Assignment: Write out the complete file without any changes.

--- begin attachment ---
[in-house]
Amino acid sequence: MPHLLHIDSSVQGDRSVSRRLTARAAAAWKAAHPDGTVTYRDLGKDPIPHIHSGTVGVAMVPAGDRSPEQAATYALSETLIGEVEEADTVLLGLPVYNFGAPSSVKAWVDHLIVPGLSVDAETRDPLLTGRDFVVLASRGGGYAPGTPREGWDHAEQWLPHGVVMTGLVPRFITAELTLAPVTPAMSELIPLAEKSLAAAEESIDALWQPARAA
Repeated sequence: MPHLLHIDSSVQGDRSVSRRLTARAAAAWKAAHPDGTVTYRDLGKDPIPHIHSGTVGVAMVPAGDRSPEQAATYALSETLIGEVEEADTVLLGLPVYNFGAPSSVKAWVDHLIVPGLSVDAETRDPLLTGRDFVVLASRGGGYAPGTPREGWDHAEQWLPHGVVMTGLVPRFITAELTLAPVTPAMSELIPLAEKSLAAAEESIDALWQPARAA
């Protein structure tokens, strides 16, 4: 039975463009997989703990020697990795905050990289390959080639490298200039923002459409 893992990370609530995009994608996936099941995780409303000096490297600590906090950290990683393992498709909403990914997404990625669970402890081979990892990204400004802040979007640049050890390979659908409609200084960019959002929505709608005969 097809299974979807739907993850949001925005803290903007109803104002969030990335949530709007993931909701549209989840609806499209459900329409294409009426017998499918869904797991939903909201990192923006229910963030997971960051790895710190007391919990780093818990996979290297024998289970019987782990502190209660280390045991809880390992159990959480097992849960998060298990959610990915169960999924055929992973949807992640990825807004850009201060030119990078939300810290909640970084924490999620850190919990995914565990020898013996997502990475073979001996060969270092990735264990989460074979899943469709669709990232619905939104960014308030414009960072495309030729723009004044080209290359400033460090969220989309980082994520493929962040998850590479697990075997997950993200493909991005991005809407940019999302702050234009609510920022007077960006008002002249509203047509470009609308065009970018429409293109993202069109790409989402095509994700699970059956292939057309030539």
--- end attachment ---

[in-house]
Amino acid sequence: MPHLLHIDSSVQGDRSVSRRLTARAAAAWKAAHPDGTVTYRDLGKDPIPHIHSGTVGVAMVPAGDRSPEQAATYALSETLIGEVEEADTVLLGLPVYNFGAPSSVKAWVDHLIVPGLSVDAETRDPLLTGRDFVVLASRGGGYAPGTPREGWDHAEQWLPHGVVMTGLVPRFITAELTLAPVTPAMSELIPLAEKSLAAAEESIDALWQPARAA
Repeated sequence: MPHLLHIDSSVQGDRSVSRRLTARAAAAWKAAHPDGTVTYRDLGKDPIPHIHSGTVGVAMVPAGDRSPEQAATYALSETLIGEVEEADTVLLGLPVYNFGAPSSVKAWVDHLIVPGLSVDAETRDPLLTGRDFVVLASRGGGYAPGTPREGWDHAEQWLPHGVVMTGLVPRFITAELTLAPVTPAMSELIPLAEKSLAAAEESIDALWQPARAA
């Protein structure tokens, strides 16, 4: 039975463009997989703990020697990795905050990289390959080639490298200039923002459409 893992990370609530995009994608996936099941995780409303000096490297600590906090950290990683393992498709909403990914997404990625669970402890081979990892990204400004802040979007640049050890390979659908409609200084960019959002929505709608005969 097809299974979807739907993850949001925005803290903007109803104002969030990335949530709007993931909701549209989840609806499209459900329409294409009426017998499918869904797991939903909201990192923006229910963030997971960051790895710190007391919990780093818990996979290297024998289970019987782990502190209660280390045991809880390992159990959480097992849960998060298990959610990915169960999924055929992973949807992640990825807004850009201060030119990078939300810290909640970084924490999620850190919990995914565990020898013996997502990475073979001996060969270092990735264990989460074979899943469709669709990232619905939104960014308030414009960072495309030729723009004044080209290359400033460090969220989309980082994520493929962040998850590479697990075997997950993200493909991005991005809407940019999302702050234009609510920022007077960006008002002249509203047509470009609308065009970018429409293109993202069109790409989402095509994700699970059956292939057309030539």